This week from AGU: Indian Ocean warming, 2 data blogs, debris flow video, & 2 new papers


Rapid warming over the Indian Ocean reduces marine productivity

Increasing water temperatures in the Indian Ocean are taking a toll on the marine ecosystem, according to a new study published in Geophysical Research Letters. Researchers suggest rapid warming in the Indian Ocean has reduced marine phytoplankton up to 20 percent during the past six decades.

Going digital: Building a better geological map of Alaska

In the early 1900s, before Alaska was part of the United States, geologists roamed this northern territory on foot and horseback, noting its features and terrain on hand-drawn maps. Nearly 100 years later in 1996, U.S. Geological Survey (USGS) research geologist Frederic Wilson and a dozen colleagues created the first fully digitalized geological map of Alaska.

On Twitter, oceanographers show deep appreciation for data-collection device

On Friday, while many people were tracking the progress of the winter storm bearing down on the eastern United States, oceanographers were rummaging through their fieldwork photos for images of CTDs to share on Twitter in honor of #CTDAppreciationDay.

The Landslide Blog

The greatest ever debris flow video? Aconcagua in Argentina

Dave Petley nominates this landslide footage, located on the flanks Aconcagua in Argentina, for "greatest ever debris flow video." It starts slowly, but hang in there!

Arctic research on thin ice: consequences of Arctic Sea ice loss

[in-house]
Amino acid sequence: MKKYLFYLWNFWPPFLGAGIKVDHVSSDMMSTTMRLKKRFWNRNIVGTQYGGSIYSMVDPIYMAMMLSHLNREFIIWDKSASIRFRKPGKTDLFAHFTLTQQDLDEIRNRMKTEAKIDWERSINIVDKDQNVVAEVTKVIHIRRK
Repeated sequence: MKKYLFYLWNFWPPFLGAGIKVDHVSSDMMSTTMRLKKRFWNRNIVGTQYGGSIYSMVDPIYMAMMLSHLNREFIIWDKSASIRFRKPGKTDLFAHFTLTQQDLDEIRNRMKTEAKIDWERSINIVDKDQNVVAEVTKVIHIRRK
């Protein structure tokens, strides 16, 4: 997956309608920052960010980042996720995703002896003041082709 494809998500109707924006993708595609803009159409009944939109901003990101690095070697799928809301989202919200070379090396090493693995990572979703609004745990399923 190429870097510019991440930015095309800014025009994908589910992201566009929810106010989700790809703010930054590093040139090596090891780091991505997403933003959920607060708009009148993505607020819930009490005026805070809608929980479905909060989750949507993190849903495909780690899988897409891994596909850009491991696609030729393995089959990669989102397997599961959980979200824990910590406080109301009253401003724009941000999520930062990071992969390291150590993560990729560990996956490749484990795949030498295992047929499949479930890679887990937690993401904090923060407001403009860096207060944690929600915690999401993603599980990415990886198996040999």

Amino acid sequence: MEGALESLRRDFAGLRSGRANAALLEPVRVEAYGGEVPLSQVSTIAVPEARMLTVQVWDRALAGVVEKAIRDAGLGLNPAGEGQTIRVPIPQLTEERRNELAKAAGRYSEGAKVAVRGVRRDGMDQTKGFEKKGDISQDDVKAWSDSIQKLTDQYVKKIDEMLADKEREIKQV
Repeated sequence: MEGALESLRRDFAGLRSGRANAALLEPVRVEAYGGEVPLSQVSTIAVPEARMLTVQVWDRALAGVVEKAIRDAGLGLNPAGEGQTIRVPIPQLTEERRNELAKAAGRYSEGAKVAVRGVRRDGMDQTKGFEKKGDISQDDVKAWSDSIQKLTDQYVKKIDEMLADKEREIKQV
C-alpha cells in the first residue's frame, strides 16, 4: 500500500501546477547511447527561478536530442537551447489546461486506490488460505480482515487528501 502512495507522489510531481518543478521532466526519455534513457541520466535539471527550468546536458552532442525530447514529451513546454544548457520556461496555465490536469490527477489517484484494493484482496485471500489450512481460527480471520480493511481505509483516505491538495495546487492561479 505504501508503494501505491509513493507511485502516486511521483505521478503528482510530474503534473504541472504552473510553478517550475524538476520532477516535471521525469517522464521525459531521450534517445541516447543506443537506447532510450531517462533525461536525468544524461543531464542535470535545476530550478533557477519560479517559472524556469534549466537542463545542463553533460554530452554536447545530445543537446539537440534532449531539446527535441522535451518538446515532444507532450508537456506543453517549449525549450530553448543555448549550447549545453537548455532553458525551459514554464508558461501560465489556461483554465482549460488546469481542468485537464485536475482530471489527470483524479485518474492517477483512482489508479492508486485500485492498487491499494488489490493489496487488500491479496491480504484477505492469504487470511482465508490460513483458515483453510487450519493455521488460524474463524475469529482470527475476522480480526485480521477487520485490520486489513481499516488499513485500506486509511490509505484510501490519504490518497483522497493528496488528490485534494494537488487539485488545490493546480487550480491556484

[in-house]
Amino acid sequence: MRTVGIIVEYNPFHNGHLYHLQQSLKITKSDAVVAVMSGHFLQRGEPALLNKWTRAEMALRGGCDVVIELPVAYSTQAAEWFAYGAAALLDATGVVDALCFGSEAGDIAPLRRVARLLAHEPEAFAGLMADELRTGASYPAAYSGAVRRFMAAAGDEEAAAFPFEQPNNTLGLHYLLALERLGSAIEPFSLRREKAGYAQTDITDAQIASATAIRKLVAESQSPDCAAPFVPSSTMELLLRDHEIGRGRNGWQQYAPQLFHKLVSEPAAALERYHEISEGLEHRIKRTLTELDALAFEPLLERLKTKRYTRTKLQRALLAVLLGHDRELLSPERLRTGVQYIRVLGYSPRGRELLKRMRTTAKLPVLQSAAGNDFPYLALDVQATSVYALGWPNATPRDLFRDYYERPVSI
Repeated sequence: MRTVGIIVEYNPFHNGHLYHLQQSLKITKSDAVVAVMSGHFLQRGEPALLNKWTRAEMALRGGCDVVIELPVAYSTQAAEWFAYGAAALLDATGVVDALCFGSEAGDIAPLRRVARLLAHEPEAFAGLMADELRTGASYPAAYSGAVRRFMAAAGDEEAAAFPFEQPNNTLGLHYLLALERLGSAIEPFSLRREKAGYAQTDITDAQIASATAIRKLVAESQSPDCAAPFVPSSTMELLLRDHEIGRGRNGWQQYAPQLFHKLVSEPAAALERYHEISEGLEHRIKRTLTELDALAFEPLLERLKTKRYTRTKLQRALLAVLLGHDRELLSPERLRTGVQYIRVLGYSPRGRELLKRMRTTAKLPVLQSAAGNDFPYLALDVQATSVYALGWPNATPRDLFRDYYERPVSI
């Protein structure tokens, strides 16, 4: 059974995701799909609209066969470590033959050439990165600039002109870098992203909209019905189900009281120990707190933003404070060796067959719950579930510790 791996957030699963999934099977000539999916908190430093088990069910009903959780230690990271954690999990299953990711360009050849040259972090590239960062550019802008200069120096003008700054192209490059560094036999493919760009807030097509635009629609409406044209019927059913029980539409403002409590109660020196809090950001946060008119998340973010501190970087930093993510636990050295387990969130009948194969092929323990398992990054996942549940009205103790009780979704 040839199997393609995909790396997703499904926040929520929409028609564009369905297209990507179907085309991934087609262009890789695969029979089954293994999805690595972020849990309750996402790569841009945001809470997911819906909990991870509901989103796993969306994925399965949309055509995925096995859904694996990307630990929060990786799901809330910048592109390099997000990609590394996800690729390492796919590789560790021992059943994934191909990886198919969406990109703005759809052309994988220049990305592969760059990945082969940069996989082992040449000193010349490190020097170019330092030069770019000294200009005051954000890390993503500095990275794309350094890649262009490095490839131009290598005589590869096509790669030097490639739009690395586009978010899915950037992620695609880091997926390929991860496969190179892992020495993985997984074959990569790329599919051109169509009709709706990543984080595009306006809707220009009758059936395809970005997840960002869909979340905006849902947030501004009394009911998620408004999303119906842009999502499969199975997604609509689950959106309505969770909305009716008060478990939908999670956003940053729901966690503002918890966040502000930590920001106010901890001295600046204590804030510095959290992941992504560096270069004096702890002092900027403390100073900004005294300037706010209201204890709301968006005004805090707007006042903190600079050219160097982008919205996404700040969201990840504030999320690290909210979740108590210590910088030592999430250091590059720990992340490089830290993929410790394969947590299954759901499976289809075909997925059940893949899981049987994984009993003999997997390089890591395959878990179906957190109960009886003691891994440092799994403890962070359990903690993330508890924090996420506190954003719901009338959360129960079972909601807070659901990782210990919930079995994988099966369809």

Scientists embarked on a 6-month expedition in the Arctic Ocean to study the thinning sea ice cover, improve our understanding of sea ice loss effects, and help predict future changes.

New research papers

The northward march of summer low cloudiness along the California coast, Geophysical Research Letters

The Global Positioning System constellation as a space weather monitor: Comparison of electron measurements with Van Allen Probes data, Space Weather

Find research spotlights from AGU journals and sign up for weekly E-Alerts, including research spotlights, on Register for access to AGU journal papers in the AGU newsroom.

The American Geophysical Union is dedicated to advancing the Earth and space sciences for the benefit of humanity through its scholarly publications, conferences, and outreach programs. AGU is a not-for-profit, professional, scientific organization representing more than 60,000 members in 139 countries. Join our conversation on Facebook, Twitter, YouTube, and other social media channels.


Media Contact

Lillian Steenblik Hwang
[email protected]